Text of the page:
brass knuckles


noun

a band of metal with four holes that fits over the upper fingers and that is gripped when a fist is made, used for increasing the effect of a blow with the fist.

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Origin of brass knuckles

An Americanism dating back to 1850–55
Dictionary.com Unabridged Based on the Random House Unabridged Dictionary, © Random House, Inc. 2020

ABOUT THIS WORD

What else does brass knuckles mean?

Brass knuckles are a piece of metal designed to fit around the fingers by the lower knuckles and gripped by the hand. They can pack a powerful, potentially lethal punch.

How do you pronounce brass knuckles?

[ bras nuhkuhls ]

Where does brass knuckles come from?

Brass knuckles can be made out of a variety of materials. Though most notably made from hard brass, as their name suggests, the hand-held weapon can also be made from steel, iron, lead, wood, and even plastic.

An early form of brass knuckles was the ancient Roman caestus. Gladiators would wrap their knuckles in leather and affix metal studs, iron plates, and even spikes. Japanese martial artists have used a brass knuckles-like weapon called the tekko, made of wood or metal.

Brass knuckles were in use by armies by at least the 18th century. They were distributed by the U.S. military for soldiers during the Civil War; Abraham Lincoln’s bodyguard even had one. During World War I and II, soldiers used variants fixed with knives for some extra force in hand-to-hand combat. Others have even made versions with guns.

Brass knuckles are currently illegal in over 20 countries. Though not outlawed by the U.S. federal government, a number of cities and states have banned them, including New York. Where legal, the purchaser often has to be over 18 and illegal possession can earn jail time. People have been beaten to death just from brass knuckles alone.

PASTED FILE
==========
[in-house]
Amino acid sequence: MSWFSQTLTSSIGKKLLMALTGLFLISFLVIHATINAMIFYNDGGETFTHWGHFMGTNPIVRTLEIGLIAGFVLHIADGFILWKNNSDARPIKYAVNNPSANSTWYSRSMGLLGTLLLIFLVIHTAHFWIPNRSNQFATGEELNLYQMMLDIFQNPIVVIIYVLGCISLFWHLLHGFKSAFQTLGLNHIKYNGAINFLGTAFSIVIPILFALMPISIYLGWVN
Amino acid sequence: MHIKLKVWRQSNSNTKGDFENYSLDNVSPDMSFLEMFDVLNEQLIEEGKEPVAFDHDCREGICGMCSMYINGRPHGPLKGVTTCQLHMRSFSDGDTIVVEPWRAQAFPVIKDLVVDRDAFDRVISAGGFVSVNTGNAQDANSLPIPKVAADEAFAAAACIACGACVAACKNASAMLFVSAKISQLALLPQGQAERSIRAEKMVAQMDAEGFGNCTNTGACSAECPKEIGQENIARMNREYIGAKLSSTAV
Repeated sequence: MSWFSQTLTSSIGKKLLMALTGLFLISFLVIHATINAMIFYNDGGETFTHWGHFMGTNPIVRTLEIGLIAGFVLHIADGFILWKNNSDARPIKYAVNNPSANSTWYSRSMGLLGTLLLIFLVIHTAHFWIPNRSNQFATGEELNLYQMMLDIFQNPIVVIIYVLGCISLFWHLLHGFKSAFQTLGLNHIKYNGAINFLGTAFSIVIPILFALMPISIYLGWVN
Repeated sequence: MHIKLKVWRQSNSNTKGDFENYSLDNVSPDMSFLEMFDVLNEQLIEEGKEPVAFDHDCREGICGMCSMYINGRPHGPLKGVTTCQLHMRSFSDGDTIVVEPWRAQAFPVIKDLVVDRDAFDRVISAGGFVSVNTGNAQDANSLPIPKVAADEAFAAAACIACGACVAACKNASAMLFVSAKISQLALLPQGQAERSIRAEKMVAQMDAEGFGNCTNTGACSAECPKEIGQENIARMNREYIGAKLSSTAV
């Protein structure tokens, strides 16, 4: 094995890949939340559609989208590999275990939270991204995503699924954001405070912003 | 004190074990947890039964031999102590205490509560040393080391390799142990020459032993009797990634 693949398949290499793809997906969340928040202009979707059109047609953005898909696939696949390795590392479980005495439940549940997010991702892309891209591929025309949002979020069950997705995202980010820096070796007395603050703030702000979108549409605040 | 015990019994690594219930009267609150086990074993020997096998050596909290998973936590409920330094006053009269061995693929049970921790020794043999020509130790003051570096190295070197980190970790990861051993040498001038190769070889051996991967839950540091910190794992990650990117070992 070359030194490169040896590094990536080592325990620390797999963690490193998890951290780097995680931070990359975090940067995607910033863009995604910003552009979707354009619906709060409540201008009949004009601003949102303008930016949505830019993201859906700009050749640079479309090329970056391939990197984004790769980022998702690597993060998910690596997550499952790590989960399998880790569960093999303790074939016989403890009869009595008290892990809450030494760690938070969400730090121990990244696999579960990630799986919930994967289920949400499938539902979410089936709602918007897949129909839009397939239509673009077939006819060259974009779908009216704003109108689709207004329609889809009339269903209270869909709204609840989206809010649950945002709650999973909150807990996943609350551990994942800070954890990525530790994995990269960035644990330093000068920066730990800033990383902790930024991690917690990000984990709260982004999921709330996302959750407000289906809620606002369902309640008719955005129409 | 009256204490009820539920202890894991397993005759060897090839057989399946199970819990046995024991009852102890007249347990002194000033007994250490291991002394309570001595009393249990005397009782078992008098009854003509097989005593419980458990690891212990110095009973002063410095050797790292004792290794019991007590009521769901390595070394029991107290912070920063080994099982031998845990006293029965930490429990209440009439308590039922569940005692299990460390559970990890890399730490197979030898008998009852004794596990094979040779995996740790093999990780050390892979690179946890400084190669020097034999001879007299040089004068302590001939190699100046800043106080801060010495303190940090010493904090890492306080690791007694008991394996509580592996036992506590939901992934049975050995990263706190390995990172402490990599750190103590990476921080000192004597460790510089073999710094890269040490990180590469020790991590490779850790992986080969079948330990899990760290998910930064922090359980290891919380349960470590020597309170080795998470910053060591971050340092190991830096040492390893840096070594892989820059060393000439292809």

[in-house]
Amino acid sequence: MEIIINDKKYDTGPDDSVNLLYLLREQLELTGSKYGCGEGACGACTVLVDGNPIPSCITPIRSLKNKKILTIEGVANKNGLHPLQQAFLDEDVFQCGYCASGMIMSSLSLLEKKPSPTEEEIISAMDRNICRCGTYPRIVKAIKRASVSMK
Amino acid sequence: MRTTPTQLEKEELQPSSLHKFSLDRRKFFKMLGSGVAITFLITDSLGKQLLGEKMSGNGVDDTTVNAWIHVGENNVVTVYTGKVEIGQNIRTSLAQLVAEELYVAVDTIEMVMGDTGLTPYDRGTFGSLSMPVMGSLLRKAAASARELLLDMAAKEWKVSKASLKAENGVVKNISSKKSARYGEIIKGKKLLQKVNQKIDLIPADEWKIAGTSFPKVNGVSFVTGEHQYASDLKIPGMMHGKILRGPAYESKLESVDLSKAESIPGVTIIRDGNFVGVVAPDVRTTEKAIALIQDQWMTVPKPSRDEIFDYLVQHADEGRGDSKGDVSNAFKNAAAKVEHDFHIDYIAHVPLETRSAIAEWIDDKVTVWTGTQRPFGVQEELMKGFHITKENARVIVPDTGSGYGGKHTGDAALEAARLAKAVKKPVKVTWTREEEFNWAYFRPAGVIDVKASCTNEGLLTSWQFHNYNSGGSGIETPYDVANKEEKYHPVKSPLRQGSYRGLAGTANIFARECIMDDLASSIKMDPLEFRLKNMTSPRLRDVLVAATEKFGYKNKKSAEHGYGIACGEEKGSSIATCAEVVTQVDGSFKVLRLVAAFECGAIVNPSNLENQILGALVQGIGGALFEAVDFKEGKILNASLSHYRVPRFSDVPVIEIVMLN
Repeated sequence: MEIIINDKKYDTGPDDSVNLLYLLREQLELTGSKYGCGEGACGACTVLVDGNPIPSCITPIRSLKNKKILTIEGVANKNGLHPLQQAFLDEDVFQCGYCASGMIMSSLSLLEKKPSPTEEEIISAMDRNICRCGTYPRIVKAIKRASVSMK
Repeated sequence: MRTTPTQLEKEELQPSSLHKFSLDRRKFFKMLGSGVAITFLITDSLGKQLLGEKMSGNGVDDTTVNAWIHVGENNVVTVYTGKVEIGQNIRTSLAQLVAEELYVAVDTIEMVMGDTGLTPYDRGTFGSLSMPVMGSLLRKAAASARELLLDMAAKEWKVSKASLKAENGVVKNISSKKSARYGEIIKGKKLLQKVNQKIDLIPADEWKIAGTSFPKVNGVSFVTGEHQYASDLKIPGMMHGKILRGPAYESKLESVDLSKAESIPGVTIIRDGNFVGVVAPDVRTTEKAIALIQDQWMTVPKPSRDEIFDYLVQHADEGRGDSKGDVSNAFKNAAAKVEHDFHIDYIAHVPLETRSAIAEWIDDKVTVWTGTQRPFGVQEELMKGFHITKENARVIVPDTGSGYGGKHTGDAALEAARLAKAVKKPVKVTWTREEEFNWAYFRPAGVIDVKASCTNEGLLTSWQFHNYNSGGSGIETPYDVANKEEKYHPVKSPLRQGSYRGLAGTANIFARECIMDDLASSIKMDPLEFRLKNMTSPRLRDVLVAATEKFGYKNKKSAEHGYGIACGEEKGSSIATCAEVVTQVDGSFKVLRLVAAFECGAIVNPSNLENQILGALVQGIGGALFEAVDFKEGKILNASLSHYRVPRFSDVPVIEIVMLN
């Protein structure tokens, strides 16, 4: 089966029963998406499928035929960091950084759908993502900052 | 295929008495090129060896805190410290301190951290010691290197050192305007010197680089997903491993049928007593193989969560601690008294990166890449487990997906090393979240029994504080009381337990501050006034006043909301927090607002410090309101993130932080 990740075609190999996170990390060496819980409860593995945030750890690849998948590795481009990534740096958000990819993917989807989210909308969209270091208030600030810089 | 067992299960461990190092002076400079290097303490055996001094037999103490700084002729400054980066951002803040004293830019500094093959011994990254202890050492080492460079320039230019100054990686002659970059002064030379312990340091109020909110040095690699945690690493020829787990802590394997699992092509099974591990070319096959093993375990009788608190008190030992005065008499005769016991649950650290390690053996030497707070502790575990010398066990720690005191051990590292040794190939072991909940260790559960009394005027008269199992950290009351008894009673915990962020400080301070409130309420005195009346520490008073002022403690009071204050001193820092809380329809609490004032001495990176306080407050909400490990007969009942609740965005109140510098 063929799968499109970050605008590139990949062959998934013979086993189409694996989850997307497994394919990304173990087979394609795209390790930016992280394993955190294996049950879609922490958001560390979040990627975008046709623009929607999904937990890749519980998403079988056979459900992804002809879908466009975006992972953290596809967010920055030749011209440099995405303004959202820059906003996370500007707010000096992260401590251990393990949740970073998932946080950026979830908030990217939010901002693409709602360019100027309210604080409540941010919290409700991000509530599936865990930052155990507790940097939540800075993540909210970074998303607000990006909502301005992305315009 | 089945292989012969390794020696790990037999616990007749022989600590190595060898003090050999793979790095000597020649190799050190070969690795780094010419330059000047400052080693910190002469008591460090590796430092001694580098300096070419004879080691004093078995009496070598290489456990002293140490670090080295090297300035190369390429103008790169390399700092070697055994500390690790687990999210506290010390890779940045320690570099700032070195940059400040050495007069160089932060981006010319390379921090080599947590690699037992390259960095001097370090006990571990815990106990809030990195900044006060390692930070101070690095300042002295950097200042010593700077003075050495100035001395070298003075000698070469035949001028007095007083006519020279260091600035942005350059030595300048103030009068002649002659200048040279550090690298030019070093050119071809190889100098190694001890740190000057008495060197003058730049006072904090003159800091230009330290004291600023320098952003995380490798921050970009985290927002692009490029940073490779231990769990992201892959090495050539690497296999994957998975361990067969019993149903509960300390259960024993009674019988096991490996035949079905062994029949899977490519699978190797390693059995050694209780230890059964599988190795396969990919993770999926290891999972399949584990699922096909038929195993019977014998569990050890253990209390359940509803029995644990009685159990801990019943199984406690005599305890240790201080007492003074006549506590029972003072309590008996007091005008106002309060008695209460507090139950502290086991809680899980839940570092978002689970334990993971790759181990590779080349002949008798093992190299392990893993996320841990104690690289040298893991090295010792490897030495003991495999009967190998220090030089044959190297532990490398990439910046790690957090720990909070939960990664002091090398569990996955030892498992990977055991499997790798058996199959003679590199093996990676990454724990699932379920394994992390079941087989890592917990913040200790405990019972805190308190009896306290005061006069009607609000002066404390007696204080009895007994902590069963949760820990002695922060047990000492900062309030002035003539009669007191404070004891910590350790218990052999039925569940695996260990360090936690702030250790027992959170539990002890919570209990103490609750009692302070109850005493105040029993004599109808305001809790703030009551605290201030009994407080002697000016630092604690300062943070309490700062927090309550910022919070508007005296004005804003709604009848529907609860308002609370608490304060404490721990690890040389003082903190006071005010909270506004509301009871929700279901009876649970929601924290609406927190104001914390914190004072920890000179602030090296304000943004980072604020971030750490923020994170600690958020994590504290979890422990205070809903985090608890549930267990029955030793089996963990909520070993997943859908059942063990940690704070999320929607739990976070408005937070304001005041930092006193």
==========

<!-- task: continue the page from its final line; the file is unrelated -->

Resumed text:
Brass knuckles have long been associated with gangsters, pimps, and felons. There’s even been a crime movie made in the 1920s called Brass Knuckles. Fast forward to 2008, when Angelina Jolie sported them in the action thriller Wanted. Professional wrestler William Regal notably had a move called the Power of the Punch, in which he “hits” his opponent while wearing brass knuckles.

Thanks to their down-and-dirty past, brass knuckles have developed a “badass” image, lending them as a fashion statement everywhere from the hip-hop to the hardcore scene. Some are bedizened with jewels or ornamental skulls, worn on necklaces, belt buckles, and shoes, or adorned on cars.

They’re also feminized versions, with takes on brass knuckles stylized into large rings. Many books have used brass knuckles in their titles to signify toughness, as have many brands.

How is brass knuckles used in real life?

Rather than being treated delicately or censored, as its opposite kid gloves suggests, brass knuckles implies getting tough, literally or figuratively. Often people reference brass knuckles as if to say “Let’s get shit done.”

Outside their use as a dirty add-on in a street fight, brass knuckles are also appreciated as a fashion aesthetic and accessory, especially to symbolize strength and resilience.

More examples of brass knuckles:

“Springfield man accused of using brass knuckles in fight with brother at Walmart”
—Parker Perry, Springfield News-Sun (headline), June, 2018

Note

This content is not meant to be a formal definition of this term. Rather, it is an informal summary that seeks to provide supplemental information and context important to know or keep in mind about the term’s history, meaning, and usage.

Example sentences from the Web for brass knuckles

  • The Raiders were plentifully provided with the usual weapons of their class—slung-shots and brass-knuckles.

  • The Raiders were plentifully provided with the usual weapons of their class--slung-shots and brass-knuckles.